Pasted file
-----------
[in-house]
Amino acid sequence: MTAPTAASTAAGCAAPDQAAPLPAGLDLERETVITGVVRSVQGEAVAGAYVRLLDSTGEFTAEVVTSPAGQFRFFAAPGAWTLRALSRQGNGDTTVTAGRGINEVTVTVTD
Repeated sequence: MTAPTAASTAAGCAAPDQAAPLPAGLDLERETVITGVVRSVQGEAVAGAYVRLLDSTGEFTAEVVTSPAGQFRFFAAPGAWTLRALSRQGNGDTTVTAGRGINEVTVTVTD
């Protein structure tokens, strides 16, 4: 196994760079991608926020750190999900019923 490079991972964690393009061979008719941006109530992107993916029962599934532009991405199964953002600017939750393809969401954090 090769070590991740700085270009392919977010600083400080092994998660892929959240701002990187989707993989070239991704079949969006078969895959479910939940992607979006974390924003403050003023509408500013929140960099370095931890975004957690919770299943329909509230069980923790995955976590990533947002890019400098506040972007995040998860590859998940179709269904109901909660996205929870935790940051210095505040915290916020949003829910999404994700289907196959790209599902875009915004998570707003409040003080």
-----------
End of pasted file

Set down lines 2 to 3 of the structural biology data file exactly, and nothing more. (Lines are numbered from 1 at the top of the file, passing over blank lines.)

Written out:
Amino acid sequence: MTAPTAASTAAGCAAPDQAAPLPAGLDLERETVITGVVRSVQGEAVAGAYVRLLDSTGEFTAEVVTSPAGQFRFFAAPGAWTLRALSRQGNGDTTVTAGRGINEVTVTVTD
Repeated sequence: MTAPTAASTAAGCAAPDQAAPLPAGLDLERETVITGVVRSVQGEAVAGAYVRLLDSTGEFTAEVVTSPAGQFRFFAAPGAWTLRALSRQGNGDTTVTAGRGINEVTVTVTD